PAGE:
On 14 June 2019, the Commissioner of the National Institute of Migration (INM), Tonatiuh Guillén, resigned and that same day Francisco Garduño was appointed as his successor. The Commissioner is the highest authority of the INM and is appointed directly by the President of Mexico.
The transition occurs within the framework of negotiations that the Government of Mexico has undertaken to avoid a progressive imposition of tariffs announced by the U.S. President Donald Trump, which had been scheduled to begin on 10 June and which were suspended as a result of the negotiations.
As a result, Mexico has committed to limit migratory flows across its borders, this being the initial justification for unilateral tariff imposition.
The National Institute of Migration is a department of the Ministry of the Interior, and the absence of its representatives was noteworthy during the aforementioned negotiations, despite the fact that the implementation and execution of the migratory policy falls directly within its remit.
It is expected that the current Government of Mexico will modify its migration strategy from an approach that was strongly oriented to the regularization of migrants and the processing of asylum applications, towards a policy of containment of irregular migration, to avoid economic repercussions with the United States.
In addition, the Internal Regulation of the Ministry of the Interior was published on 31 May in the Official Gazette, which came into force the day after its publication and establishes the remit and structure of the Ministry and its departments.
In this regard, it is worth highlighting the reduction of four Government Sub-Secretariats and two auxiliary administrative units to the tasks of the INM Commissioner. These measures are consistent with the austerity program implemented by President Andres Manuel López Obrador with the objective of generating savings to the public expense.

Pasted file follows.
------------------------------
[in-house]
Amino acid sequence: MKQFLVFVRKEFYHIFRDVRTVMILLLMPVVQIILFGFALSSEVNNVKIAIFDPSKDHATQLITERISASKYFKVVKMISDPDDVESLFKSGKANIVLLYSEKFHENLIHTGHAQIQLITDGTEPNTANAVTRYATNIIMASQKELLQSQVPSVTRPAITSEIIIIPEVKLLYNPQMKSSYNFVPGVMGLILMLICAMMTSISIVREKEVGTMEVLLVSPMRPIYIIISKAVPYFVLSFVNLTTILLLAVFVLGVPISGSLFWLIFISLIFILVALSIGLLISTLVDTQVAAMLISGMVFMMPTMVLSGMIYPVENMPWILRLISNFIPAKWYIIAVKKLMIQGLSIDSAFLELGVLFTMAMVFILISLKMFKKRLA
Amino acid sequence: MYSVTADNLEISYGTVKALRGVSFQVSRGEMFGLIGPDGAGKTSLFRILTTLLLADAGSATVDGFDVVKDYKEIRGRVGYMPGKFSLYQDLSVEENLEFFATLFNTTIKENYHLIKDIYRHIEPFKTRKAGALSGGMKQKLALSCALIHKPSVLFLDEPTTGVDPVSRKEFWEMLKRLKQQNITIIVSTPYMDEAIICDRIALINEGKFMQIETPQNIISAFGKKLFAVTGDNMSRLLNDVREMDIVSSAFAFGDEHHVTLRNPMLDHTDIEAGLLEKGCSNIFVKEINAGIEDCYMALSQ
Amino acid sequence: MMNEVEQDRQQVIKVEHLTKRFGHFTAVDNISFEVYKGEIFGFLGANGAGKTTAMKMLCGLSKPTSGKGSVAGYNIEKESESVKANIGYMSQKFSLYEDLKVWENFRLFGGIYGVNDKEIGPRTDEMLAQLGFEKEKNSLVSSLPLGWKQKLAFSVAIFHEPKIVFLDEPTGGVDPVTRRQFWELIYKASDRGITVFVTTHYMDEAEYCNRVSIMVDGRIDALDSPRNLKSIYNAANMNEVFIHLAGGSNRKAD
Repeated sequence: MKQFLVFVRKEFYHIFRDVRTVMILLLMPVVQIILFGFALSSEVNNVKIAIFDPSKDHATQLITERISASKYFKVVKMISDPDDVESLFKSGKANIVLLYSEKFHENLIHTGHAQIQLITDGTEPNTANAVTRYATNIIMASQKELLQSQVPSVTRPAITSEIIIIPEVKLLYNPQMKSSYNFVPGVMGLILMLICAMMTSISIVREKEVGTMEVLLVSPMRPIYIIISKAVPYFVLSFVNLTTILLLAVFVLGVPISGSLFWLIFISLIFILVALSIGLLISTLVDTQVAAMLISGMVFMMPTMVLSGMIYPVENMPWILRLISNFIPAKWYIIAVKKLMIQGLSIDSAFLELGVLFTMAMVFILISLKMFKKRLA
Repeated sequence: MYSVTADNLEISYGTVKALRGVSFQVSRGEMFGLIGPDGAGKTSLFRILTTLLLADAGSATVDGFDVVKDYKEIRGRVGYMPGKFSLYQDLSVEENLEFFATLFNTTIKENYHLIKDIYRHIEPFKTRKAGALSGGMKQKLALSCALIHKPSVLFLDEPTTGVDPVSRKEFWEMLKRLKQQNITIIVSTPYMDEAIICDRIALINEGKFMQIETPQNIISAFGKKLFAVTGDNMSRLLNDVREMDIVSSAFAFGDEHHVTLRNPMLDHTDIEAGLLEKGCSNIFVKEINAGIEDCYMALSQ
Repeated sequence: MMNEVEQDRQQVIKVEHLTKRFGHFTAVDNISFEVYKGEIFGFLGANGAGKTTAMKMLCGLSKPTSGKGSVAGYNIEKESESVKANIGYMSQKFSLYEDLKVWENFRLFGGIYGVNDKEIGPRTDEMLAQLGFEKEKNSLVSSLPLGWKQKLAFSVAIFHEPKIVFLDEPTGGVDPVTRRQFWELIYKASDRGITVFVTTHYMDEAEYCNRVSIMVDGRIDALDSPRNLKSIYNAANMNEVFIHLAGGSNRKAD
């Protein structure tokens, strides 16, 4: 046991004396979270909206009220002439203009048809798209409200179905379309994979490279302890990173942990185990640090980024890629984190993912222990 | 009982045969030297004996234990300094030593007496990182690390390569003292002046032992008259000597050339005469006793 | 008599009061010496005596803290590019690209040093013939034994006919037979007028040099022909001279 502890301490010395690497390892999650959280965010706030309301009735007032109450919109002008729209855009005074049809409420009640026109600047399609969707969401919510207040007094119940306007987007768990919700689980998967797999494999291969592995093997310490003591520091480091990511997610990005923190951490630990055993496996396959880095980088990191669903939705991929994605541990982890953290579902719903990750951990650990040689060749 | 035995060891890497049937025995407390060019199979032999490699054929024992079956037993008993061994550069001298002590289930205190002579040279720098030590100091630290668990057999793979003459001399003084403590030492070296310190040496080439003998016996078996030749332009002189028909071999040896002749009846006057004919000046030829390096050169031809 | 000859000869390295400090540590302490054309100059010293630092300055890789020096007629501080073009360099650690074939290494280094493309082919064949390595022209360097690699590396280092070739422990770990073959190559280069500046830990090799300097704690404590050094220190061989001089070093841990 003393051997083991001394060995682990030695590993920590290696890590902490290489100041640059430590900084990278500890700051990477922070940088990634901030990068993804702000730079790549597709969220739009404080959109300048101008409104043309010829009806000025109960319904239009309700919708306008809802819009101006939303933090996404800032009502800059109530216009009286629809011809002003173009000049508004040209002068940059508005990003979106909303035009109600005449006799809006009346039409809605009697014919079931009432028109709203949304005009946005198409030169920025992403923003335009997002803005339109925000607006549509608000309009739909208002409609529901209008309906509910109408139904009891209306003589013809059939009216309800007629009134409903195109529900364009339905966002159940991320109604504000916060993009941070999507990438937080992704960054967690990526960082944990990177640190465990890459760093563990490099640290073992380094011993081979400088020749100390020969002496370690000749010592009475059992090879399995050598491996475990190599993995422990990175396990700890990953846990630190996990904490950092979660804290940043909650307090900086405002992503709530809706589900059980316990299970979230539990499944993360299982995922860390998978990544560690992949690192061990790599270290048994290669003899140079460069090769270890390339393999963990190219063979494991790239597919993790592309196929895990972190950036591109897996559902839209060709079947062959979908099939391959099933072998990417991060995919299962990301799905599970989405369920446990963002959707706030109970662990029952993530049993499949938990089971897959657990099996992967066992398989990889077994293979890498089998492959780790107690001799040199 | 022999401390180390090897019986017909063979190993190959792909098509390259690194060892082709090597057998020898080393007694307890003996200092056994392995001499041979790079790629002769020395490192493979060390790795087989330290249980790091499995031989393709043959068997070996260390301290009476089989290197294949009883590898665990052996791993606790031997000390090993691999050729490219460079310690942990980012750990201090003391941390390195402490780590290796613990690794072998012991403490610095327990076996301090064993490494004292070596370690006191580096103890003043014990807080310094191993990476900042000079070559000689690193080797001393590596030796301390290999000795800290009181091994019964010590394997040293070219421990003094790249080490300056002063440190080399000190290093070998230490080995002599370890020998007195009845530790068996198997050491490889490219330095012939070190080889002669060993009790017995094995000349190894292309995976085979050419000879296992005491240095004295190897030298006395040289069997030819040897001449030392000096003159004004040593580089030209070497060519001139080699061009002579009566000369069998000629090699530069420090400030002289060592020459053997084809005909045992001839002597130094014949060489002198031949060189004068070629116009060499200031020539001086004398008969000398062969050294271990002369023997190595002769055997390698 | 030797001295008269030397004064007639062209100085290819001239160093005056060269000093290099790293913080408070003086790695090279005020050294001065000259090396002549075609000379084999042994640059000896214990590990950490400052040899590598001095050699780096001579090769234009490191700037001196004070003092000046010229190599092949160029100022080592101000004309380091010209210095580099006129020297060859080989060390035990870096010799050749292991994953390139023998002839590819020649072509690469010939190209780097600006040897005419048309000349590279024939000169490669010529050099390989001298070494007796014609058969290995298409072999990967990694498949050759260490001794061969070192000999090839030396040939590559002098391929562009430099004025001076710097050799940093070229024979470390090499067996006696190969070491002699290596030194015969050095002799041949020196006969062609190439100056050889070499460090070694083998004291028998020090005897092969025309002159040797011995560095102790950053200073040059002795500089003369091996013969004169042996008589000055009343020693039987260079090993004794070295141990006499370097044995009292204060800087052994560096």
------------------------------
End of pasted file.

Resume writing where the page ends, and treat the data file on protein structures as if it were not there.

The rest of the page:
Analysis and Impact to the Corporate Sector
Recently, the processing of applications at the INM has been significantly delayed as a direct consequence of the prioritization of irregular migratory flows, and staff reduction and changes (see our previous blog post).
It is too early to know the direction that the immigration regime will take in Mexico. However, the situation that has led to delays in the past continues, and the staffing changes extend to the various Representation offices (formerly known as Delegations) of the INM throughout the country, including the office in Mexico City, where the officers have also changed in recent weeks.
Considering the direct responsibility that the new government officials have on the operation and technical direction, qualifying criteria and processing efficiency will most likely continue to be affected in the medium term.
For this reason, we recommend foreign companies and employees plan for potential delays and work in coordination with their immigration advisor to mitigate any negative impact.
Employers who may be affected are encouraged to contact a Newland Chase immigration specialist for case-specific advice.
For general advice and information on immigration and business travel to Mexico, please email us at email@example.com.